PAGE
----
Du Pont analysis
Based on the Du Pont technique, the return on equity can be broken down into three components. These are net profit margin, total asset turnover, and equity multiplier. There was a general decline in return on equity for the three companies. BHP Billiton had the highest value of the ratio while Anglo American had the lowest value. In the case of Glencore PLC and Anglo American PLC, equity multiplier and asset turnover contributed significantly to the value of ROE. However, in the case of BHP Billiton, the high value of ROE can be explained by net margin. This shows that the shareholders are earning a negative return in the mining industry. This can be an indication that equity is being consumed by the negative returns (Weygandt, Kieso and Kimmel 314).
Liquidity ratios show the ability of an organization to maintain positive cash flow while satisfying immediate obligations, that is, the availability and adequacy of current assets to pay current obligations. The liquidity ratio for Glencore PLC deteriorated with a slight improvement in 2013 while for Anglo American improved during the four year period with a slight drop in 2013. The ratios for BHP Billiton grew during the period. Further, Anglo American PLC had the highest liquidity level followed by Glencore PLC while BHP Billiton had the lowest ratios. This implies that Anglo American PLC is more capable of paying immediate obligations using current and quick assets than the other companies.
Profitability ratios give an indication of the earning ability of the Group. The ratios measure the effectiveness of a company in meeting the profit objectives, both in the long and short run. The profitability of the three companies deteriorated. Glencore had negative profits in 2013 and 2014 while Anglo American PLC had negative profit in all the years. The profitability ratios for BHP Billiton fluctuated with a steep decline in 2015. Besides, the company had the highest level of profitability followed by Glencore PLC. It can be observed that the profitability of companies in the mining industry is dwindling. The companies are struggling to generate positive profits.
This category of ratios focuses on the internal operations of the company and the level of activity. That is, how well the Group manages resources to generate sales. There was a general decline in the asset utilization ratios for the three companies. In the three companies, inventory turnover, payable turnover and fixed asset turnover dropped. Further, the efficiency ratios for Glencore PLC were slightly higher than those of the other companies. This can be an indication that the mining industry is facing problems with efficiency in managing internal operations.
A company’s gearing is explained by the amount of debt financing it holds. The ratios are vital since they show the extent of exposure of equity financing. A commonly used ratio is the debt to equity ratio. There was a general increase in the debt to equity ratio for Glencore PLC and Anglo American PLC. This shows that the amount of debt in their capital structure grew. The debt to equity ratio for BHP Billiton was fairly stable. It ranged between 0.38 and 0.43. This indicates that the company manages and controls the debt level in the organization. On average, Glencore PLC had the highest debt to equity ratio, while BHP Billion has the lowest.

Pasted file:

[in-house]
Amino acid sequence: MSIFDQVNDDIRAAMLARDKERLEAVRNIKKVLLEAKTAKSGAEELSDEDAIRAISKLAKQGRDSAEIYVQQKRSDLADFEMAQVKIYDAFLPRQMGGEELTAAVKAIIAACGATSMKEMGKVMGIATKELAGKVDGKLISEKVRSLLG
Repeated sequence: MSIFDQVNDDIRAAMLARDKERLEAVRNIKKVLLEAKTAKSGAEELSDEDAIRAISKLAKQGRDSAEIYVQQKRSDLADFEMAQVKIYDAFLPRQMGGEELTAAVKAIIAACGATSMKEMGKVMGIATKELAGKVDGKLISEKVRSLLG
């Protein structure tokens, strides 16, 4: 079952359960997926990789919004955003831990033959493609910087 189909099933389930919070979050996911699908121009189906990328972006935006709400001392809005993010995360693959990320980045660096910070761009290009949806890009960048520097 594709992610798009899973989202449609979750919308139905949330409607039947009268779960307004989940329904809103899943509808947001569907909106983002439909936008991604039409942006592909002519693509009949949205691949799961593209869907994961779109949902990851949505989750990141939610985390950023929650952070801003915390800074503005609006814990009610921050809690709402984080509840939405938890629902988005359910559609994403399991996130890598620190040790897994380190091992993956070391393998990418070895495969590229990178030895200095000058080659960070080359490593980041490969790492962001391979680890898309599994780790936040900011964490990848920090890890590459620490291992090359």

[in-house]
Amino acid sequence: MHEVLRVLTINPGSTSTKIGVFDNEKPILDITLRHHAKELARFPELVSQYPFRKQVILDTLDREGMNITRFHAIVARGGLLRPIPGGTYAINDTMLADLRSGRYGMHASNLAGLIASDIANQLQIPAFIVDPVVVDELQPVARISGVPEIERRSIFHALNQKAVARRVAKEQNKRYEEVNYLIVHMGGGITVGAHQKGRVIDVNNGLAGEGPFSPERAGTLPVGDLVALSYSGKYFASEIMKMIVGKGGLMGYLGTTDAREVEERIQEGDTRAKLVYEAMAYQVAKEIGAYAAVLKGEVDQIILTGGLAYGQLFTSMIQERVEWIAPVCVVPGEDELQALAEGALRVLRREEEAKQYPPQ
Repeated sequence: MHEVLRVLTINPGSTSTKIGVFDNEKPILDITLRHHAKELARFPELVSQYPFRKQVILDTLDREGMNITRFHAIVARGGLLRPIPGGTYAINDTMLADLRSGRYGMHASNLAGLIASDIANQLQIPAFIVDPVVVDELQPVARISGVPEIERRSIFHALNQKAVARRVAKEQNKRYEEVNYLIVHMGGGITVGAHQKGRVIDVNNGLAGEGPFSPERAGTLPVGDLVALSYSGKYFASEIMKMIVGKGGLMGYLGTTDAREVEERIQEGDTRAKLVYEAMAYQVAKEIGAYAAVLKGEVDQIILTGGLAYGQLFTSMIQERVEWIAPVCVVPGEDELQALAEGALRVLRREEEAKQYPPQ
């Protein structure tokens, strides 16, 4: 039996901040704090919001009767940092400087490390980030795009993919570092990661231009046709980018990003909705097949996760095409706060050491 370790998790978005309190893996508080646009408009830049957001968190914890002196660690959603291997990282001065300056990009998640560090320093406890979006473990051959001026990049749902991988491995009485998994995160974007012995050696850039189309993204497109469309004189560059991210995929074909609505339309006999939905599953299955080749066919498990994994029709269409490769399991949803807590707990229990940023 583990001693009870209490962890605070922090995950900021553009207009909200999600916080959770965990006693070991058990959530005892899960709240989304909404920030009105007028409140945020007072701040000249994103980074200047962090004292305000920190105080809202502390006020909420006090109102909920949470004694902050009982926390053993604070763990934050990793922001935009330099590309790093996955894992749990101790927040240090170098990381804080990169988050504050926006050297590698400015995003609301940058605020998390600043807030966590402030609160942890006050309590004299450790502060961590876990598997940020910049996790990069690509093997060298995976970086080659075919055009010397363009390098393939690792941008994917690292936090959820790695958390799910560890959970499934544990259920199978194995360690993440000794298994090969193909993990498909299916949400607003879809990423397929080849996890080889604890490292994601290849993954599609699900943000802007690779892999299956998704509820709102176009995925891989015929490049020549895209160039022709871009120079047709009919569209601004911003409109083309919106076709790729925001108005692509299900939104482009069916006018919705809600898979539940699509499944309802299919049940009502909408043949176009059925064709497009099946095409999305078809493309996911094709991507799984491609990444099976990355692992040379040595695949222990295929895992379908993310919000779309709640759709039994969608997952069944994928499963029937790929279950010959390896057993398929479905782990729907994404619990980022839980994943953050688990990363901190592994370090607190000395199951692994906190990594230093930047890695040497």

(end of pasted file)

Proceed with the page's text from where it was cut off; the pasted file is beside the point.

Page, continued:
Interest coverage ratio for the three companies fluctuated during the period. The values of this ratio for Glencore PLC and BHP Billiton dropped in 2013 and 2015. This can be attributed to a combination of increase in debt and a decline in operating income. The interest coverage ratio for Anglo American deteriorated during the period with a slight increase in 2013. BHP Billiton had the highest value of interest coverage ratios. This ratio shows that both Glencore PLC and Anglo American PLC could be facing solvency problems and their going concern is at risk (Fridson and Alvarez 246).
In summary, the financial standing for the three companies is dwindling and unstable. From a financial point of view, the companies are struggling in all aspects. This is a replica of the problems faced in the mining industry. The industry is facing high levels of debt coupled with low demand and declining prices (The Financial Times Limited 1). Some companies have filed for bankruptcy due to an inability to continue operation.
Brigham, Eugene and Michael Ehrhardt. Financial Management Theory and Practice, Boston: South-Western Cengage Learning, 2009. Print.
Deegan, Craig. Financial Accounting Theory, London: McGraw-Hill, 2009. Print.
Fridson, Martin, and Fernando Alvarez. Financial Statement Analysis: A Practitioner’s Guide, New York: John Wiley & Sons, 2011. Print.
McLaney, Evans, and Peter Atrill. Financial Accounting for Decision Makers, London: Financial Times/Prentice Hall, 2008. Print.
The Financial Times Limited. Mining. 2016. Web.
Weygandt, Jerry, Donald Kieso, and Paul Kimmel. Financial Accounting, London: John Wiley & Sons Ltd, 2009. Print.